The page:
Data Mining Project

Data Mining Project – Week 1

Started of with a bunch of data in CSV format from the World Bank. I did some initial exploration with Weka but found that everything was to complex to just plug in data and run searches. Despite doing some uni subjects on the topic I still do not have  a strong understanding  (or have forgotten) the low level details of pre-processing  and structuring data in the best way for Weka’s algorithms.

Using Python scripts is an easy way to work programatically with CSV files, particularly with the Python CSV library

An example of a very simple script for dealing with missing value is here: http://mchost/sourcecode/python/datamining/
Note in that implementation the replacing value is just zero. That can be changed to nearest neighbor or other preferred approximations.

I will use the ARFF file format for my own implementations as it seams to be a good standard and will mean I won’t have to keep modifying things if I want to use Weka in place of my own code.


So I have started working through the text book written by Weka’s creators:

Ian H. Witten, Eibe Frank, Mark A. Hall, 2011, Data Mining Practical Machine Learning Tools and Techniques 3rd Edition

Text Cover

I am breezing through the initial chapters which introduce the basic data mining concepts. There was a particularly interesting section on how difficult it is to maintain anonymity of data.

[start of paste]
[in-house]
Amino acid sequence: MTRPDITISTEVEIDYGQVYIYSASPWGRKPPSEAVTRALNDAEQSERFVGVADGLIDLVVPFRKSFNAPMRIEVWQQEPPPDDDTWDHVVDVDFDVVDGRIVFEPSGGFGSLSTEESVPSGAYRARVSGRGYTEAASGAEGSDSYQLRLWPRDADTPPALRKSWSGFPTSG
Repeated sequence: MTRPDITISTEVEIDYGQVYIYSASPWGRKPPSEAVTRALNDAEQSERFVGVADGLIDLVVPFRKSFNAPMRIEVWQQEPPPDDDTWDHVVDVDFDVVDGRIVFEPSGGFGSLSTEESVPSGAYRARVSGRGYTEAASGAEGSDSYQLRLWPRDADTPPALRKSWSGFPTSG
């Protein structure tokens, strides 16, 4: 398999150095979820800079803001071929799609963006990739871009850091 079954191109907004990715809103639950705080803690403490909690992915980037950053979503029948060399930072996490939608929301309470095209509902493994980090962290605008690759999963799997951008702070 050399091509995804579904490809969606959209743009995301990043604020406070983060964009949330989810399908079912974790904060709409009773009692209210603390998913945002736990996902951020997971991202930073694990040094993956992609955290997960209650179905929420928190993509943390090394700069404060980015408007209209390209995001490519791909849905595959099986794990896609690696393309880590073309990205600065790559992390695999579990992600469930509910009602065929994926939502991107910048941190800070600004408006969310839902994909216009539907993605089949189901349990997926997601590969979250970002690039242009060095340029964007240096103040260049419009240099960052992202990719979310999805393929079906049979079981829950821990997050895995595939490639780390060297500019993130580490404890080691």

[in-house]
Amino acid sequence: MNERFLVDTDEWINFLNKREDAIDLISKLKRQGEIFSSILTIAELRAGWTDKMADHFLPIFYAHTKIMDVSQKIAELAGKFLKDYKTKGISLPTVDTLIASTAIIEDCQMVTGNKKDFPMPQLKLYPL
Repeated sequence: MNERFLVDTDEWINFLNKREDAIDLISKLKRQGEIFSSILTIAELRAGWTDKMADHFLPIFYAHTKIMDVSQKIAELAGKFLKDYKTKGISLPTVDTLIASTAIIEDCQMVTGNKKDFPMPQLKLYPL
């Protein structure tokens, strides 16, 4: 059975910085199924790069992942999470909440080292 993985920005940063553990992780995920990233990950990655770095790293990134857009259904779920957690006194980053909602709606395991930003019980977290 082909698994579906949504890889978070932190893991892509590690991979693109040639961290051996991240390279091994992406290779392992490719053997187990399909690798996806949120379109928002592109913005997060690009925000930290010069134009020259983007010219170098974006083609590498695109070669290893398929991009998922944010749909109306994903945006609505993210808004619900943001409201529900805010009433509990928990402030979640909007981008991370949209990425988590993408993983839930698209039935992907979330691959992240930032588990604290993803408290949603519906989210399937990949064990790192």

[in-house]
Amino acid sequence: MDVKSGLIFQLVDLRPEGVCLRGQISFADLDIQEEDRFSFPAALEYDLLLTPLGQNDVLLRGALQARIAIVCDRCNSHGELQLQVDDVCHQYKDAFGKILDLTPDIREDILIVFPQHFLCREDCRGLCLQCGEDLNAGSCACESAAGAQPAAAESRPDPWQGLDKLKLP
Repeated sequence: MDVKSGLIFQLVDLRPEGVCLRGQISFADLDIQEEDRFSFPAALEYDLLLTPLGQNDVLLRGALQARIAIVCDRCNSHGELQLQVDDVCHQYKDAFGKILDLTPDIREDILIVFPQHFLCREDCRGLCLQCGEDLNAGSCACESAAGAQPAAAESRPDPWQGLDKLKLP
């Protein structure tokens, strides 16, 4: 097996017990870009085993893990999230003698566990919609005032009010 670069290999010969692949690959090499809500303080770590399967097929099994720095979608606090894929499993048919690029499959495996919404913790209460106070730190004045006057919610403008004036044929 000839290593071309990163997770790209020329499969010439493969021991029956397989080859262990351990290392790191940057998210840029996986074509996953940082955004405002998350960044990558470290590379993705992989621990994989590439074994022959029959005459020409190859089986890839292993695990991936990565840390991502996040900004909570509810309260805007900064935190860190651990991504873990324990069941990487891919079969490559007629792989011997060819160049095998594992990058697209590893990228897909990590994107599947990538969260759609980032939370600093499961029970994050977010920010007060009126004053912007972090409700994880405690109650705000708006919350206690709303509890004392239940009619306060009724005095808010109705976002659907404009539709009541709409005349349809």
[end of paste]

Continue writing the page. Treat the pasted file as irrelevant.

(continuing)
over 85% of Americans can be identified from publicly available records using just three pieces of information: five-digit zip code, birth date, and sex. Over half of Americans can be identified from just city, birth date, and sex.

In 2006, an Internet services company released to the research community the records of 20 million user searches. The New York Times were able to identify the actual person corresponding to user number 4417749 (they sought her permission before exposing her). They did so by analyzing the search terms she used, which included queries for landscapers in her hometown and for several people with the same last name as hers, which reporters correlated with public databases.

Netflix released 100 million records of movie ratings (from 1 to 5) with their dates. To their surprise, it turned out to be quite easy to identify people in the database and thus discover all the movies they had rated. For example, if you know approximately when (give or take two weeks) a person in the database rated six movies and you know the ratings, you can identify 99% of the people in the database.

Trying to get through the first of the books three sections this week so I can start implementing the practical algorithms. Hoping to do my own implementations rather than just using Weka as it will probably end up being quicker and I will definitely learn more.

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